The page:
A man who was fatally shot Wednesday night on the city’s East Side lay bleeding at the scene for 20 to 30 minutes before an ambulance arrived, multiple sources with firsthand knowledge of the incident told The Buffalo News.

Kristopher Pride, 25, of Buffalo, was shot shortly before 7:30 p.m. while riding a bicycle on the 100 block of Keystone Avenue near Walden and Bailey avenues, police spokesman Michael J. DeGeorge confirmed Thursday. Pride was transported to Erie County Medical Center, where police said he later died.

Multiple individuals who either witnessed the shooting or knew someone who did contacted The News on Thursday to report that, after Pride was shot, he remained on Keystone Avenue for as long as half an hour before being transported to ECMC.

For some, who asked that their names not be revealed, the gap between shots being fired and an ambulance arriving called into question the city’s ability to respond quickly when a life was on the line. One source gave a step-by-step account of the incident, describing how police were the first to respond to the 911 call reporting the shooting, followed by the Fire Department. The unnamed witness said police and fire personnel attempted to help the victim, who was “alive and talking,” while radioing dispatch to hurry the ambulance.

About 25 minutes later, the source estimated, an ambulance from Twin City Ambulance arrived.

A Rural/Metro spokesman confirmed that a Twin City ambulance – not a Rural/Metro vehicle – transported Pride to ECMC.

As the city’s designated ambulance service provider, Rural/Metro is the first to be contacted in the event of an emergency. But Brian Lawson, director of public affairs for Rural/Metro, said a series of factors beyond the company’s control forced Rural/Metro to call in another ambulance company Wednesday night, which caused the delay witnesses to the shooting reported.

According to Lawson, Rural/Metro experienced a “huge spike in volume” Wednesday night and was responding to significantly more emergencies than in a normal period when Pride was shot. At about 7:30 p.m., Lawson said, Rural/Metro was dealing with 11 calls in the city alone and had 12 of its ambulances tied up outside area hospitals waiting to transfer patients to the emergency room.

Three minutes after Rural/Metro received the initial call, the decision was made to trigger a procedure called “mutual aid,” which allows Rural/Metro to enlist the help of a peer ambulance, Lawson said. At that point, a Twin City ambulance was called to the scene of the Keystone Avenue shooting. Lawson estimated that the Twin City ambulance took between 10 and 15 minutes to arrive on the scene after receiving the call.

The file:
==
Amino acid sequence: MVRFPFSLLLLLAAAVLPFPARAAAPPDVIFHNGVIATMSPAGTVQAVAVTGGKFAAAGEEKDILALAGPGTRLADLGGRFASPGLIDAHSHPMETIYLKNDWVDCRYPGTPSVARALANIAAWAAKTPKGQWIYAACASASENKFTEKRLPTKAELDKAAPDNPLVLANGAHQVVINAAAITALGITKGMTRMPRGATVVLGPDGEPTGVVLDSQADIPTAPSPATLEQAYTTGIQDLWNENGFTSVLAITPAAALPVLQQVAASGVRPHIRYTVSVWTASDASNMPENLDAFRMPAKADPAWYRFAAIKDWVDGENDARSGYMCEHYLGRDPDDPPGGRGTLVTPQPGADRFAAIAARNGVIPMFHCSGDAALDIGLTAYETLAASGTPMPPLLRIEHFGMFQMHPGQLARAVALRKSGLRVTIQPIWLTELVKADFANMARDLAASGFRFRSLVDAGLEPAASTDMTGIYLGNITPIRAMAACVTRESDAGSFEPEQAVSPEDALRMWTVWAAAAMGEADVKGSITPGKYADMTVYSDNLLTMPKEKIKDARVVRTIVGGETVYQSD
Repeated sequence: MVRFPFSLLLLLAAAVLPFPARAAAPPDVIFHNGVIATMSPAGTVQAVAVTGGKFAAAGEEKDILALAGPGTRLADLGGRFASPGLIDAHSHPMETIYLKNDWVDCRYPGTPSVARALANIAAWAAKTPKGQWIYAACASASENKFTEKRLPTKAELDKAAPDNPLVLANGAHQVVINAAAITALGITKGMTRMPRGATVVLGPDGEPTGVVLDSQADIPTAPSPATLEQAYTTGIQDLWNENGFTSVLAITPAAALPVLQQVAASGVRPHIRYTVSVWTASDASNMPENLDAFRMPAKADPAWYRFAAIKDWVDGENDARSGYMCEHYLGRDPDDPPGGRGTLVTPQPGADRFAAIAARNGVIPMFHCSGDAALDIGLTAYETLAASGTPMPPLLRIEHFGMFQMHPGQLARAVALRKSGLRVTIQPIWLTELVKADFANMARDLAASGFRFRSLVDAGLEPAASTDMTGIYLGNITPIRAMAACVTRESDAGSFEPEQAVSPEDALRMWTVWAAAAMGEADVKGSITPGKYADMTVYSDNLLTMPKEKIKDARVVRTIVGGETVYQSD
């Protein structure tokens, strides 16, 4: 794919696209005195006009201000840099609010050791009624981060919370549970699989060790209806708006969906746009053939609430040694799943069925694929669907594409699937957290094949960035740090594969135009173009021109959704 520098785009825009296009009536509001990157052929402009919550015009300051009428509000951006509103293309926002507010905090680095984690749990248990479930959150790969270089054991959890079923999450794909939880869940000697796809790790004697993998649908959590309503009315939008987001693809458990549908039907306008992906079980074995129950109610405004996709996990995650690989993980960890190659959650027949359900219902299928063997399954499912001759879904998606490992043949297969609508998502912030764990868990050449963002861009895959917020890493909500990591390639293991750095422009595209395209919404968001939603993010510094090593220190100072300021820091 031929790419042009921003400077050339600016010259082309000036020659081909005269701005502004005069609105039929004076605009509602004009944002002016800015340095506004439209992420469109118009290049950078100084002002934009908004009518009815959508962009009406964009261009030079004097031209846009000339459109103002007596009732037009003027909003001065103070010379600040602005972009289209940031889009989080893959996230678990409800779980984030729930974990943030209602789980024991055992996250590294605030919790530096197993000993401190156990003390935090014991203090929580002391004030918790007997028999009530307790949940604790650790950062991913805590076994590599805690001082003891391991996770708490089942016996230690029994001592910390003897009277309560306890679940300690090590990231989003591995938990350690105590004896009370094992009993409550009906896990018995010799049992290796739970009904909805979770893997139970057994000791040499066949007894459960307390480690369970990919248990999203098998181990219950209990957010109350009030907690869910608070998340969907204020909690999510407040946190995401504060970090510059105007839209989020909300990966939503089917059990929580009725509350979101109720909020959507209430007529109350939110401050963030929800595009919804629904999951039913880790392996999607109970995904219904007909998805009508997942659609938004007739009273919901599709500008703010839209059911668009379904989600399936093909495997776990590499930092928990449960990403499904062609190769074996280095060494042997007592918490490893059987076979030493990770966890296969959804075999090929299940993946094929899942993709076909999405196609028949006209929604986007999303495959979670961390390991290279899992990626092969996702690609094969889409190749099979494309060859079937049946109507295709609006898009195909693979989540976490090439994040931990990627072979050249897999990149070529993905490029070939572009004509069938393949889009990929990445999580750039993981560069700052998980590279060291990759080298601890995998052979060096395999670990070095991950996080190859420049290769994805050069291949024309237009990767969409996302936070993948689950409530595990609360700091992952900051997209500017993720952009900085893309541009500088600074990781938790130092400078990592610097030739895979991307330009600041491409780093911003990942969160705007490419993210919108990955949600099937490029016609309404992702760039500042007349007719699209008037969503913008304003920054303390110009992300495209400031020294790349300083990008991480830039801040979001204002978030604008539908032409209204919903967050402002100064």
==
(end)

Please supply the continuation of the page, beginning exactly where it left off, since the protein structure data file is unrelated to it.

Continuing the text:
Multiple sources said they believe that Pride’s life could have been saved if he had been transported to the hospital more quickly. Lawson declined to comment on that claim, saying he had not been briefed on particulars of the case and citing victim privacy regulations. However, he stated that, “looking at the information we have, it was just a big spike in volume at that time of night” that caused the delay.

Lawson said such spikes are both unpredictable and inevitable but tend to occur more frequently during the summer months. He added that the recent heat wave may have played a role in the unusual number of emergencies.

Lawson said Rural/Metro would factor Wednesday’s incident into its continual efforts to improve response time and quality of care.

Police spokesman DeGeorge and Buffalo Fire Commissioner Garnell Whitfield declined to comment on their departments’ roles in the emergency response, saying that they had not been briefed on the incident as of Thursday evening.

The city last week granted Rural/Metro a six-month contract extension and is preparing to solicit bids for longer-term ambulance services in hopes of having a contract in place by Jan. 1.

No arrests have been made in the Pride shooting. Buffalo police ask anyone with information about the shooting to call or text the Confidential TIPCALL Line at 847-2255 or email the department at